Yes they need them payday loans our research into them.
- Start Your Own Discussion Thread
more »

-->
About|Contact|Help|College Desk/Exam
Login| Empty

Twitter Facebook YouTube Pinterest Blog

Teacher's Lounge Teachers' Lounge>Forum

Welcome to the Teachers' Lounge Forum

To begin, either Register or Login Now.

Once you've logged in, just click on one of the forums below.

To join an existing discussion, click on a topic that interests you. if you would like to contribute a comment, simple click "add reply". You can type your reply in the box below and when you are done click "add message". If you would like to be notified when someone posts a reply to this thread be sure to check the "Notify me when reply is posted" box.

If you would like to start a new discussion of your own, click the "new topic" link. In the subject line, type in a few words to tell us what your topic is. Click in the larger box and add your first comment to the discussion. When you are done click "add message".

You can always get updates on threads by subscribing to the Teachers' Lounge Forum through the RSS link below.

Messages in this topic - RSS

Home » Start Your Own Discussion Thread
Yes they need them payday loans our research into them.

Pick any topic of interest to you. Topics related to Fountas & Pinnell works can be created directly in the Fountas & Pinnell forum.
Yes they need them
9/17/2009 3:52:55 PM

User 417531
User 417531
Posts: 1
I just viewed Nancie Atwell's marvelous video response to the NY Times article on choice. I really hope Heinemann keeps that video up for a while so I have time to show it to all of my classes. I currently teach both graduate and undergraduate education classes in Reading and all of my classes will benefit from hearing her voice on this subject. I have been a advocate for Reading Workshop since Nancie's In the Middle first came out. I saw my own son read 60 books in 5th grade with a terrific teacher who knew that choice did not mean free for all.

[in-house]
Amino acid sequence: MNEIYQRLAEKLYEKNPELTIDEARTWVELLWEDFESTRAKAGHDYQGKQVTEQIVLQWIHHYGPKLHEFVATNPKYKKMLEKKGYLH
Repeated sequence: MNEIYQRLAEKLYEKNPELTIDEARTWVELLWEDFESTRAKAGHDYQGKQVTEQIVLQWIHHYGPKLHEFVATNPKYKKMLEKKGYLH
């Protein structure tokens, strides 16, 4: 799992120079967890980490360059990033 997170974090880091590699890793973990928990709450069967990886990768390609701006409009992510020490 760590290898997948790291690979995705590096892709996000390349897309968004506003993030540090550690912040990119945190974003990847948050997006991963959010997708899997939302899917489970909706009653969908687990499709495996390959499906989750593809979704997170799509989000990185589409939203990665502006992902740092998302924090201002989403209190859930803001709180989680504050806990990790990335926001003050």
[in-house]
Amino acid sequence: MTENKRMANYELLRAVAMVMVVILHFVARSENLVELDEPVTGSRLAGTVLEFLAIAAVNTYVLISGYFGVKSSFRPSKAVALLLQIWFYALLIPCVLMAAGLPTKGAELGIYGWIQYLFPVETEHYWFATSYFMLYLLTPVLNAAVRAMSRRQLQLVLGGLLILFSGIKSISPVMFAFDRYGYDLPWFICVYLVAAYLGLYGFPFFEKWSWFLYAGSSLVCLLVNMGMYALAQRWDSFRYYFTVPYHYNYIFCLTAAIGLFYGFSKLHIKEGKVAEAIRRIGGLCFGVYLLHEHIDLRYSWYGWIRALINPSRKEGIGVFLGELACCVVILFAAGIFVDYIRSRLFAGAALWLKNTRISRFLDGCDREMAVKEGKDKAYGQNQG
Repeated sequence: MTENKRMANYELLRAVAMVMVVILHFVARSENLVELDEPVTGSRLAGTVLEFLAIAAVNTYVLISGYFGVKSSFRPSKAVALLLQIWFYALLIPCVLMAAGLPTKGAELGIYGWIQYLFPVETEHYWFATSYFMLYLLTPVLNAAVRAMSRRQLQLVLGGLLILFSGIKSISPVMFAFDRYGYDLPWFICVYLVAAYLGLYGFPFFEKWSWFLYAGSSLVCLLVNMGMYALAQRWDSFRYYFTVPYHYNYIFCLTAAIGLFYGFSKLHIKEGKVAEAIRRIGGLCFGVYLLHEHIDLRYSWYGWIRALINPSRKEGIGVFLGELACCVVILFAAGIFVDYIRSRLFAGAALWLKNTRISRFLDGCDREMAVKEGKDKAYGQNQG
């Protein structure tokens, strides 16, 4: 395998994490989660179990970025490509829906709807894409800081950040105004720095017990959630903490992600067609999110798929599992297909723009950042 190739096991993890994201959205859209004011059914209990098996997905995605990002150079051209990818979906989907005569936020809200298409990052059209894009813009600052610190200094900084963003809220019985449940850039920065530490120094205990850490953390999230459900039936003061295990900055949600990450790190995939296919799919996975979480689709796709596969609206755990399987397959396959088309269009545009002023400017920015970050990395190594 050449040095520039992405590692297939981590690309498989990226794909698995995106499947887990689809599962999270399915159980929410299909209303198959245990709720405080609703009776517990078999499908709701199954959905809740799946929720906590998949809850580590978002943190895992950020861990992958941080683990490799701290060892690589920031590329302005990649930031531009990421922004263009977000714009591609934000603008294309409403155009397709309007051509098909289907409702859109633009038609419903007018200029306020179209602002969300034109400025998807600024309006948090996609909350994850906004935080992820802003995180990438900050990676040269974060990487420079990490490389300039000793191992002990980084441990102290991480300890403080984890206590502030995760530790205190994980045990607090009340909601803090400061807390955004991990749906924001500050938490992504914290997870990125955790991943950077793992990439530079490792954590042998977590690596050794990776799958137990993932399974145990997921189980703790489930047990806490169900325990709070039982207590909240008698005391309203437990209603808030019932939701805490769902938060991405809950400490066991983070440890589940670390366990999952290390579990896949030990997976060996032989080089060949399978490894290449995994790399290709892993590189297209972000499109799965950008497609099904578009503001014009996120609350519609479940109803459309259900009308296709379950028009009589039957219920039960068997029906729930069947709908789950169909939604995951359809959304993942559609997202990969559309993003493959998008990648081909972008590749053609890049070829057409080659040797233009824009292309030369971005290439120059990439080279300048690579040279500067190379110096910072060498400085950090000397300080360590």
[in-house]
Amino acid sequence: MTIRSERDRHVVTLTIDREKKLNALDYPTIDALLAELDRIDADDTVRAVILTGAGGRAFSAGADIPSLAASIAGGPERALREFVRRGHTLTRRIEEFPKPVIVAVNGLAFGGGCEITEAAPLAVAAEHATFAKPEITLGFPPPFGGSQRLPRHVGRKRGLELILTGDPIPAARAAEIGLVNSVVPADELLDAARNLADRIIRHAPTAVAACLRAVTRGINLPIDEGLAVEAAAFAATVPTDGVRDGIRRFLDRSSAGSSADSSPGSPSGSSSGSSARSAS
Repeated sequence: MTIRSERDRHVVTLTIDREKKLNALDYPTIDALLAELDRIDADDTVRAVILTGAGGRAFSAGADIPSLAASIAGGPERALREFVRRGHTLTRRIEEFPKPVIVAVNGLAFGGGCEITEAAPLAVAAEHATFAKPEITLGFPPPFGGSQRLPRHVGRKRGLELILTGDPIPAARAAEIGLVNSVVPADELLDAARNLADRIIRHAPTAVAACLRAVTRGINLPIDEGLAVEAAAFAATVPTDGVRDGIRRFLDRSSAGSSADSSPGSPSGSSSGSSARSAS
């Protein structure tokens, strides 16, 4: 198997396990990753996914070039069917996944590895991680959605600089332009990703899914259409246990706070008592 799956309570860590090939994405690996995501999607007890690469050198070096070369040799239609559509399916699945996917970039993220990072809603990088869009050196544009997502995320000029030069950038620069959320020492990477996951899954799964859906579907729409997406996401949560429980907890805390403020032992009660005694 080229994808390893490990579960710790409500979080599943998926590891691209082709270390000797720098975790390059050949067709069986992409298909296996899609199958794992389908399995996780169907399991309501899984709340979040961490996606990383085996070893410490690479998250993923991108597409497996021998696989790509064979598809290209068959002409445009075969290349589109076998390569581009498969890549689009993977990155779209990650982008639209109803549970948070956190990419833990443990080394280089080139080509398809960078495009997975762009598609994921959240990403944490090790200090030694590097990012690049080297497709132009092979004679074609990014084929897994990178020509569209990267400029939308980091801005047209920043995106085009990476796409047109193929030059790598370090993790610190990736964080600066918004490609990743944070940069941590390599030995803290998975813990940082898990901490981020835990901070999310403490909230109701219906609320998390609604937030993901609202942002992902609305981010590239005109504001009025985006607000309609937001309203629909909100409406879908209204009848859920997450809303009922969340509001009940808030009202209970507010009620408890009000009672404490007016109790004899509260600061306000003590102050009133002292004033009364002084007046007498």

We know that the more children read, the better they get at it. It's all about practice, practice, practice. With a Reader's Workshop model, children are more apt to read more and I think that hinges squarely on choice. Do you remember the summer reading lists you had in high school? As a voracious adult reader, when I think back honestly (as Nancie suggested) on my reading habits, I avoided the classics like the plague, used Cliff Notes, and faked it whenever I could. On a rare occasion, I came across a great read that was assigned (The Moonstone by Wilkie Collins set me off on mysteries) but that was incredibly rare. I read A Tree Grows in Brooklyn and tons of other books that I found relevant to my life. And they weren't all great literature...do you remember Mr. and Mrs. Bo Jo Jones? Yikes! But all of this reading showed me that I was likely to find wonderful things in books and the more I read the more I loved it. I eventually turned into an English major in college and it was there that the classics first held an appeal for me. Why one earth do we make kids read them in high school and make them hate those books forever.